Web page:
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Asian J Endosc Surg. 2012 May;5(2):53-8. doi: 10.1111/j.1758-5910.2011.00117.x. Epub 2011 Nov 24.

Clinical outcomes of laparoscopic adhesiolysis for mechanical small bowel obstruction.

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1
Department of Surgery, Tsuru Municipal Hospital, Yamanashi, Japan. hirotaka@yamanashi.ac.jp

Abstract

INTRODUCTION:

Laparoscopy for small bowel obstruction (SBO) has increasingly been performed for the advantages minimally invasive surgery provides. However, its benefit remains unclear.

METHODS:

From January 2004 to July 2011, we enrolled 28 consecutive patients who underwent a laparoscopic operation for SBO, secondary to postoperative adhesions. We compared the results of SBO patients treated laparoscopically with those of 25 patients who underwent conventional open laparotomy in a retrospective matched-pair analysis.

RESULTS:

Laparoscopic treatment was completed in 25 patients (89%), including 17 laparoscopic-assisted cases. The mean procedural time was 112 minutes in the laparoscopic group and 79 minutes in the open group (P < 0.05). Patients resumed oral intake after a mean of 3 days in the laparoscopic group compared with a mean of 6.5 days in the open group (P < 0.05). The length of hospital stay was 11 and 22 days (P < 0.05), respectively, in the laparoscopic and open groups. Postoperative complications occurred in two patients in the laparoscopy group and 14 patients in the open group (P < 0.05).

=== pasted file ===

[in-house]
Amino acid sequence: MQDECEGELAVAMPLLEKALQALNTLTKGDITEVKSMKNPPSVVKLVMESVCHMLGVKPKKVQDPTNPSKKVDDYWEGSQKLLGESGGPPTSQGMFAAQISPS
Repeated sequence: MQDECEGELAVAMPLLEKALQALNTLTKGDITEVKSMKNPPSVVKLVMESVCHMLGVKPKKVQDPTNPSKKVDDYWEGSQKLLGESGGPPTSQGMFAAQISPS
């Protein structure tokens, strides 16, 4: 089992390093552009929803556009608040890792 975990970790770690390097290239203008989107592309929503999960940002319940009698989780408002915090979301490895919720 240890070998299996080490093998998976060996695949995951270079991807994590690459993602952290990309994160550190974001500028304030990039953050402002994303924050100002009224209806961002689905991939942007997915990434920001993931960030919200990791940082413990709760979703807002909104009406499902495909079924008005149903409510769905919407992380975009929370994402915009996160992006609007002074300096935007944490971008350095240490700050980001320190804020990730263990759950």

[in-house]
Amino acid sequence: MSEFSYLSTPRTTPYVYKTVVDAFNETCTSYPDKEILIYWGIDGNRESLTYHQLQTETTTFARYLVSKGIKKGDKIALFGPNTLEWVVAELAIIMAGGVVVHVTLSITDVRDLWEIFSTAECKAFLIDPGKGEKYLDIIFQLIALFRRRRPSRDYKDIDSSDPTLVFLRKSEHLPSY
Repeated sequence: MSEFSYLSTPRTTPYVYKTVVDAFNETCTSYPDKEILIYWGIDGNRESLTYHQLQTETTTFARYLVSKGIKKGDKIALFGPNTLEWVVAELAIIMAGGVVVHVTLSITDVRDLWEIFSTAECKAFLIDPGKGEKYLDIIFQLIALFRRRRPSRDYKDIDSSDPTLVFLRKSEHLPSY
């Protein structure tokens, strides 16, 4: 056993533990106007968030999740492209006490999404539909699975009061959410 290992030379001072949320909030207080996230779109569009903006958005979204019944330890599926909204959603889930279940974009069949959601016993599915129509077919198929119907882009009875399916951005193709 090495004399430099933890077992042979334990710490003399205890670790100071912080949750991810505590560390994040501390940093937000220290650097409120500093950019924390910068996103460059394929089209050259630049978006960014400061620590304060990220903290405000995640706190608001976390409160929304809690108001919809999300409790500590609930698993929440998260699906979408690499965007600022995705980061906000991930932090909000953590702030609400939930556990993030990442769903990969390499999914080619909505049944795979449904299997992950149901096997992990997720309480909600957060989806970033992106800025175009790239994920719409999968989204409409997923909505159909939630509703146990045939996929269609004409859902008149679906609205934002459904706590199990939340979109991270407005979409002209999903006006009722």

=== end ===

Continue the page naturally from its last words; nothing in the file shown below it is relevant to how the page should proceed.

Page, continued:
CONCLUSION:

The laparoscopic approach was effective for the management of mechanical SBO in selected patients. Furthermore, minimally invasive laparoscopic adhesiolysis is also feasible and brings the benefit of cosmetic results.

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